On the issue of terrorism, Mr Vajpayee said SAARC had been discussing the updating of the 1987 Convention Against Terrorism “so that we can cooperate more effectively in tackling this menace”.

“If we achieve progress in all these areas we can move closer towards realising the enormous potential for economic, social and cultural cooperation within SAARC,” Mr Vajpayee said.

The Prime Minister stated that the SAARC summit would deal with a number of issues of regional cooperation “which are at a stage from which significant progress could be expected, if we show the political will and a coordinated approach”.

Among the issues, the meeting would consider promotion of intra-regional trade and eventually a Free Trade Area within SAARC. “There are some significant recommendations for regional poverty alleviation programmes within SAARC. We have been able to agree on a Social Charter, which will hopefully further our objective of reaching the Millennium Development Goals in our region,” Mr Vajpayee said.

Significantly, the Prime Minister has used the word “interacting” instead of “talks” in context of Pakistani leaders.

In fact, Mr Vajpayee ruled out any bilateral talks with Pakistan during the SAARC summit at Islamabad. “There will be no bilateral talks. We want to give our undivided attention and energy to the success of SAARC. Its success will help resolve the other problems,” the Prime Minister told Doordarshan in an interview, hours before his departure for Islamabad.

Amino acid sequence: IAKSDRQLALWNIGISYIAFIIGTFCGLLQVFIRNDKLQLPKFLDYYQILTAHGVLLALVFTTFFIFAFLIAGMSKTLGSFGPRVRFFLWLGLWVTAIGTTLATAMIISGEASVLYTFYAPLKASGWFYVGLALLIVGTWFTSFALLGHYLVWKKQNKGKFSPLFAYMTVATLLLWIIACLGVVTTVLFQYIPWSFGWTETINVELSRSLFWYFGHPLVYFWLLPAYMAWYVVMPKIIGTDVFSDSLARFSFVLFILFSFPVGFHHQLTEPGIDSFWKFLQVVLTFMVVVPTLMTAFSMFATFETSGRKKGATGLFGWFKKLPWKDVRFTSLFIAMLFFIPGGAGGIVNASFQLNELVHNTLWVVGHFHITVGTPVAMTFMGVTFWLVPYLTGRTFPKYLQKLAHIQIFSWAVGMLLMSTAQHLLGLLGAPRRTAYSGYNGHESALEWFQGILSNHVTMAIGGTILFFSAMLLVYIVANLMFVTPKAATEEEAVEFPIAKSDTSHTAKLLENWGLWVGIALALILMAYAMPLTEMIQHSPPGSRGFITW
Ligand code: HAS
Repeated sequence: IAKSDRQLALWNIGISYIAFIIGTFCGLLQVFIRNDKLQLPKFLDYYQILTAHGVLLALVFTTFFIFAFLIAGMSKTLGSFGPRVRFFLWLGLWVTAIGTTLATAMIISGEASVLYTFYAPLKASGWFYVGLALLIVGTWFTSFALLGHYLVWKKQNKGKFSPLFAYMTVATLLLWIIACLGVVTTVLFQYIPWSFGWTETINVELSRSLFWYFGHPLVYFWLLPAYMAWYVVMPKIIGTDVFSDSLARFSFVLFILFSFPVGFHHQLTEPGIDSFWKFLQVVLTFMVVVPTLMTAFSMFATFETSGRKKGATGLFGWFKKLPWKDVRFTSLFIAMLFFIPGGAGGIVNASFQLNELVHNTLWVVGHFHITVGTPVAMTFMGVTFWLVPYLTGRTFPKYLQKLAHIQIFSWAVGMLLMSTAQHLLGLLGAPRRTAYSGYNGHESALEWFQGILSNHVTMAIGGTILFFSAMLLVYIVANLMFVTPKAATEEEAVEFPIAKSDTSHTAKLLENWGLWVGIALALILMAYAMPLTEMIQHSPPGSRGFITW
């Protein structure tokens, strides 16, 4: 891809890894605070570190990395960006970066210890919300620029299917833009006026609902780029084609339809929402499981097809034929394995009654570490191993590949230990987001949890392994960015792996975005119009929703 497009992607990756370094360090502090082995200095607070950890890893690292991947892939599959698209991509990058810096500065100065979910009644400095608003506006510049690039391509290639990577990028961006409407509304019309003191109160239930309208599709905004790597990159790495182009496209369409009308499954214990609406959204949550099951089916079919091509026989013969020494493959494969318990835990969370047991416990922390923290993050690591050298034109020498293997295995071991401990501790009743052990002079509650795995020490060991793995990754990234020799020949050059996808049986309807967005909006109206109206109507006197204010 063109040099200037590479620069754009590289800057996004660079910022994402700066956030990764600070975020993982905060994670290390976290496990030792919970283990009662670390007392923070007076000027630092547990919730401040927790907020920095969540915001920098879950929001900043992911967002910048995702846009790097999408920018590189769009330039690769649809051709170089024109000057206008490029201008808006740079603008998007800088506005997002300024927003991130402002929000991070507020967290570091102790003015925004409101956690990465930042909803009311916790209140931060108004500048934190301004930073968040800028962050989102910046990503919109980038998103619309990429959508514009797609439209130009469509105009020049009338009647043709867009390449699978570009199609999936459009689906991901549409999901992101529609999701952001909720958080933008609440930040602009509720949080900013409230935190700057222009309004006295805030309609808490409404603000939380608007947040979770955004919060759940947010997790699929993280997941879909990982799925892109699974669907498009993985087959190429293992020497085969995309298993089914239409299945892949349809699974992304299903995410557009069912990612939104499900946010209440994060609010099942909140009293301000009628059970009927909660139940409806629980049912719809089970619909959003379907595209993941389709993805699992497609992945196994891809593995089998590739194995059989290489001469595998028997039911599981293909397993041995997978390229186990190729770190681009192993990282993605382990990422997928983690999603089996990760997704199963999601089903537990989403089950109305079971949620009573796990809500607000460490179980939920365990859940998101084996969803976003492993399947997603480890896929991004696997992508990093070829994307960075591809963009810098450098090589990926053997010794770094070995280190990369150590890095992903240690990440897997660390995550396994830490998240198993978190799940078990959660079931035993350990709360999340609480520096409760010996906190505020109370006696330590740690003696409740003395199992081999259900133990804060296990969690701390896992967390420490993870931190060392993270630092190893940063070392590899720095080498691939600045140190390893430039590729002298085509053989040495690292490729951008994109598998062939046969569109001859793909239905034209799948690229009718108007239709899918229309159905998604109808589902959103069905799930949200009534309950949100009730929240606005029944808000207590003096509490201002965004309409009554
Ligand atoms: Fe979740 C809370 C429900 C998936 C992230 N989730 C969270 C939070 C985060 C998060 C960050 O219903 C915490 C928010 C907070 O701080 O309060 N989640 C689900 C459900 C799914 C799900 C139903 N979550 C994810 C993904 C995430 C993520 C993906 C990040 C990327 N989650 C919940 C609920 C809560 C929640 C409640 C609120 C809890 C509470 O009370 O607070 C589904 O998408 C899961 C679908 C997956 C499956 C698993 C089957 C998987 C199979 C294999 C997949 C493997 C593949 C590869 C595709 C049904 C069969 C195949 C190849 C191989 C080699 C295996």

In response to a question on the Kashmir issue, Mr Vajpayee said it was “a complex issue” and the efforts were on to resolve the issue.

“What is needed to resolve the issue is patience. This is because the issue has different aspects. One part of Kashmir is under Pakistani occupation and there is no talk about it. Another portion in the north is no longer a part of Jammu and Kashmir and has been given to a third country. A question could also raise on that. It is a complex problem,” the Prime Minister said.

Mr Vajpayee stressed the need for both India and Pakistan to strengthen friendship and work together to resolve the difficult problem which had been hanging fire for decades. If it was not resolved in the first attempt and had not been resolved for so long, there should be no slackness in our efforts to find a solution. “There is no other way,” he said.